Bitcoin Cash (BCH) is a cryptocurrency that “forked” from Bitcoin (BTC), the world’s largest cryptocurrency, in 2017 owing to disagreements about the protocol’s future. What does this imply? A fork occurs when a community modifies the blockchain’s protocol, or basic set of rules, resulting in the creation of a new blockchain. In the case of Bitcoin Cash, the community set out to establish a cryptocurrency that is more suited for cheap, everyday payments than Bitcoin.
Due to its fees, Bitcoin, despite being termed “Peer-to-Peer Electronic Cash” in its whitepaper published in 2009, may not be well-suited for usage as cash in ordinary purchases. For example, on May 10, 2021, the median charge for sending a Bitcoin transaction was around $8.00. At those prices, buying a coffee with Bitcoin wouldn’t make much sense.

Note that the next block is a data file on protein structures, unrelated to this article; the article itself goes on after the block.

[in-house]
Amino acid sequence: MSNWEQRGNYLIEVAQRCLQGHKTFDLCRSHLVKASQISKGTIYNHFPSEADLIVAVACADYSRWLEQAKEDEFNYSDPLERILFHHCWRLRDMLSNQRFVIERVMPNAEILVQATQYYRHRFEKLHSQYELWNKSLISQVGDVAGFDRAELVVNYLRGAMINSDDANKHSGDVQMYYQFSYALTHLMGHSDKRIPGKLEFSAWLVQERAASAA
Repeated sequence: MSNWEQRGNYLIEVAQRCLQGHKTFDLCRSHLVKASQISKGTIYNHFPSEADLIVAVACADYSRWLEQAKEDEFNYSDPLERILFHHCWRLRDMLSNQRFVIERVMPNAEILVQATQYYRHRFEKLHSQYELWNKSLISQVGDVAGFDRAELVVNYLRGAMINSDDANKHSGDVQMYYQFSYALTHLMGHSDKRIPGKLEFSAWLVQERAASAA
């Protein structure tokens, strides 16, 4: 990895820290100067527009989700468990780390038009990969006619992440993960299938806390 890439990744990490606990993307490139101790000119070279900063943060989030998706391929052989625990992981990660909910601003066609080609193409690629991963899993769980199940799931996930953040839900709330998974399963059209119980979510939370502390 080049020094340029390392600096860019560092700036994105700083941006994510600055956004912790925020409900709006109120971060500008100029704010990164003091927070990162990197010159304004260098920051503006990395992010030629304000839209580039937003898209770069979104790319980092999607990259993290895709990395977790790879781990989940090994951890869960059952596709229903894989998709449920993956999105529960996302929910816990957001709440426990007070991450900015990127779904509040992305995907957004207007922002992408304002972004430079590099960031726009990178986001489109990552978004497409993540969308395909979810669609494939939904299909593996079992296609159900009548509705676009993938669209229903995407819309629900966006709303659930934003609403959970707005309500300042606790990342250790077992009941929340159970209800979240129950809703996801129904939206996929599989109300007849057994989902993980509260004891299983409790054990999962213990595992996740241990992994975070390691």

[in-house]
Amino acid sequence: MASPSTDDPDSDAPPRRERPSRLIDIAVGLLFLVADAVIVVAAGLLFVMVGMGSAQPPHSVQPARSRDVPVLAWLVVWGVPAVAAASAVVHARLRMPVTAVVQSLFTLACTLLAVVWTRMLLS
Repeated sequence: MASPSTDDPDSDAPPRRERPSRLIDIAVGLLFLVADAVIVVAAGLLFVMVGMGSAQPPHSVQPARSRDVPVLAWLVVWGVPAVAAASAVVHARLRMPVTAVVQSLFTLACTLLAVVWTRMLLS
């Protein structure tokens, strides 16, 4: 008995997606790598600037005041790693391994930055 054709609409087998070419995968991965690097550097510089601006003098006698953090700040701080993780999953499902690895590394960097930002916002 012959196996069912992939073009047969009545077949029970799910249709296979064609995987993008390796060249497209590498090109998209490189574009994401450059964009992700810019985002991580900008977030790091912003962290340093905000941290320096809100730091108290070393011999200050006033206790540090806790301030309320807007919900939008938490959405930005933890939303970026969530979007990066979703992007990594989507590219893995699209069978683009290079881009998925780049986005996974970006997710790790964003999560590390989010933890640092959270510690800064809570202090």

While “second layer” solutions such as the Lightning Network may enable low-fee transactions, Bitcoin fees can build up (as of December 2021, Bitcoin fees have settled to be less than $1.00 per transaction, while Bitcoin Cash fees are often less than $0.01 per transaction).
What Is the Process of Bitcoin Cash?
To process transactions more quickly, Bitcoin Cash uses a bigger block size (which is 4-8 times larger than BTC, depending on the adoption of Segregated Witness).
These transactions are fast enough that you might use BCH to make a brief retail purchase (such as a cup of coffee), but if you were making a significant purchase, such as a car or a house, you may prefer a slower, more secure cryptocurrency, such as BTC.
As a result, BCH and BTC play distinct roles. Not every cryptocurrency is a store of wealth, and not every cryptocurrency requires data to be processed rapidly in order to function as a credit card transaction. It makes sense to use different tools for different jobs, similar to how you may use a credit card for restaurant eating and a bank transfer to buy a property.